Reading the following passage from this paper brought me back to the lobby of a hostel in Thessaloniki :
The Finnish network in Figure 7 is qualitatively different. It continues the trend observed in the Portuguese network in that it is smaller and looser, but unlike the previous networks, it lacks an apparent center. Rather, each seed journal and its friends constitutes an independent cluster. Moreover, rather than appearing mainly on the margins of the network, English appears in the centers of the clusters, and even in positions bi-directionally bridging between Finnish journals. This pattern is suggestive of a high degree of Finnish-English bilingualism among Finnish Live-Journalers; indeed, most of the English journals in this network appear to be written by Finns. Thus Finns have conversations on LJ in both Finnish and English, but mostly among themselves. [emphasis mine]
It was in that Thessaloniki hostel lobby that I came to a banal-but-then-amazing realization – while watching a Swedish gent chat up a Japanese lass, I consciously realized, perhaps for the first time, that every day there are probably somewhere in the dozens to hundreds of millions of people speaking to each other in English, for whom English is not a first language. And in the years since (that was in 2002), English has since become not only the default international lingua franca (ironically, mostly not in the Western Hemisphere, where Spanish is increasingly dominant as an international language due to its increased penetration Stateside) but basically the default language of business in the EU. Not due to British cultural imperialism, either – just because it’s easier.
Indeed, English instruction starts so early in most Northern European countries that it can hardly be said to be a non-native language. Especially or the Finns and the Swedes, their export-and-knowledge-based economies (Nokia based in Finland, Linux born in Sweden) demand fluency not just in multiple languages but specifically the international language – and language of the Western internet – English [the Sino-Nipponese-Korean corner of the Net is another story entirely].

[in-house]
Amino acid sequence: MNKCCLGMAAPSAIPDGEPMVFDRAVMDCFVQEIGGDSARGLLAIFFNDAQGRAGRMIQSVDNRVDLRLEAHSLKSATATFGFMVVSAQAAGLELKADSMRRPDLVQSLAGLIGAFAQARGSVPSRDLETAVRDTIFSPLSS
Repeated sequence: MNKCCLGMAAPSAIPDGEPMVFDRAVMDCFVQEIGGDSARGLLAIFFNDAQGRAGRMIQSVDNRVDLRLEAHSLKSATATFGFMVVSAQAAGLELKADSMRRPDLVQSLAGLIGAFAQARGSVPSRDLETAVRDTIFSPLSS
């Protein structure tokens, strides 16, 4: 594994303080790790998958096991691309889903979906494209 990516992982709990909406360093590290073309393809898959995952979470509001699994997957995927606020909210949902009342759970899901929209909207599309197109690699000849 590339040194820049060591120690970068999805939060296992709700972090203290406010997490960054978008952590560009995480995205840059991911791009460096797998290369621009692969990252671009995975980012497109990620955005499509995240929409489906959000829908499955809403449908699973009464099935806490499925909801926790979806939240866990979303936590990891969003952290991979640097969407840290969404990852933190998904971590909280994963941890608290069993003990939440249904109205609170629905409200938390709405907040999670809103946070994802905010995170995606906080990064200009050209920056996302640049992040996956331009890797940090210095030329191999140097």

I often think about what impacts this will have long-term on the English language – the many divergent strands of slang and local dialect that are emerging among non-native English speakers even as American, Canadian and British regionalisms and colloquialisms are drowned in the ongoing homogenization of our national cultures.
Will an international English-language culture emerge? Has it already – is in fact the (Western) Internet just that? Is the emergence of a more-or-less global language a consequence of transnational trade harmonization – an outfall of GATT, NAFTA, EU, etc. – or does it set the stage for them? Or am I just part of an informational elite that makes it seem like there’s increasing internationalization when for most people, there’s not, and English is just the latest in a series of lingua francas for the transnational global elite? I’m not rightly sure, about any of these things. But it’s something, ain’t it?